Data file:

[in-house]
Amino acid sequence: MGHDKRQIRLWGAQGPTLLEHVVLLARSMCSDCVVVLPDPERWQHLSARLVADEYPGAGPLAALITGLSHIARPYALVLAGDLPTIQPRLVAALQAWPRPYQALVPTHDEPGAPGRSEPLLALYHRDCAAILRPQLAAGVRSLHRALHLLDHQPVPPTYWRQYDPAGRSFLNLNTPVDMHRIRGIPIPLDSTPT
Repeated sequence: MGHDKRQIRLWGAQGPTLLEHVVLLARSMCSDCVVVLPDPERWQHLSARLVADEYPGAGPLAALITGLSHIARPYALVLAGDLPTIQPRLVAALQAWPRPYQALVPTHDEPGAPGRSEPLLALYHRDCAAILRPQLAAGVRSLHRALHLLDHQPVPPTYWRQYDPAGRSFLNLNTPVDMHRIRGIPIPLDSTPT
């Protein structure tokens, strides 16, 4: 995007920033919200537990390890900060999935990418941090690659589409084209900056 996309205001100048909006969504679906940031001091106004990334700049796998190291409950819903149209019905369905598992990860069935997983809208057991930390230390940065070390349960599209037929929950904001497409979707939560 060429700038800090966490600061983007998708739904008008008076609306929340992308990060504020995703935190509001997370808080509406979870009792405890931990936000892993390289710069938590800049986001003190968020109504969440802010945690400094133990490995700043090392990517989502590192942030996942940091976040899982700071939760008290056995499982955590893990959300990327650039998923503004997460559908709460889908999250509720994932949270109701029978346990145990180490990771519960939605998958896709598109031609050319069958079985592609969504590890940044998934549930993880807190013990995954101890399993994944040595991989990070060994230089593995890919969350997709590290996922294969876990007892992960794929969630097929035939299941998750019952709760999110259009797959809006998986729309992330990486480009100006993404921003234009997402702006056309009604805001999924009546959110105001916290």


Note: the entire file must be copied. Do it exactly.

[in-house]
Amino acid sequence: MGHDKRQIRLWGAQGPTLLEHVVLLARSMCSDCVVVLPDPERWQHLSARLVADEYPGAGPLAALITGLSHIARPYALVLAGDLPTIQPRLVAALQAWPRPYQALVPTHDEPGAPGRSEPLLALYHRDCAAILRPQLAAGVRSLHRALHLLDHQPVPPTYWRQYDPAGRSFLNLNTPVDMHRIRGIPIPLDSTPT
Repeated sequence: MGHDKRQIRLWGAQGPTLLEHVVLLARSMCSDCVVVLPDPERWQHLSARLVADEYPGAGPLAALITGLSHIARPYALVLAGDLPTIQPRLVAALQAWPRPYQALVPTHDEPGAPGRSEPLLALYHRDCAAILRPQLAAGVRSLHRALHLLDHQPVPPTYWRQYDPAGRSFLNLNTPVDMHRIRGIPIPLDSTPT
């Protein structure tokens, strides 16, 4: 995007920033919200537990390890900060999935990418941090690659589409084209900056 996309205001100048909006969504679906940031001091106004990334700049796998190291409950819903149209019905369905598992990860069935997983809208057991930390230390940065070390349960599209037929929950904001497409979707939560 060429700038800090966490600061983007998708739904008008008076609306929340992308990060504020995703935190509001997370808080509406979870009792405890931990936000892993390289710069938590800049986001003190968020109504969440802010945690400094133990490995700043090392990517989502590192942030996942940091976040899982700071939760008290056995499982955590893990959300990327650039998923503004997460559908709460889908999250509720994932949270109701029978346990145990180490990771519960939605998958896709598109031609050319069958079985592609969504590890940044998934549930993880807190013990995954101890399993994944040595991989990070060994230089593995890919969350997709590290996922294969876990007892992960794929969630097929035939299941998750019952709760999110259009797959809006998986729309992330990486480009100006993404921003234009997402702006056309009604805001999924009546959110105001916290």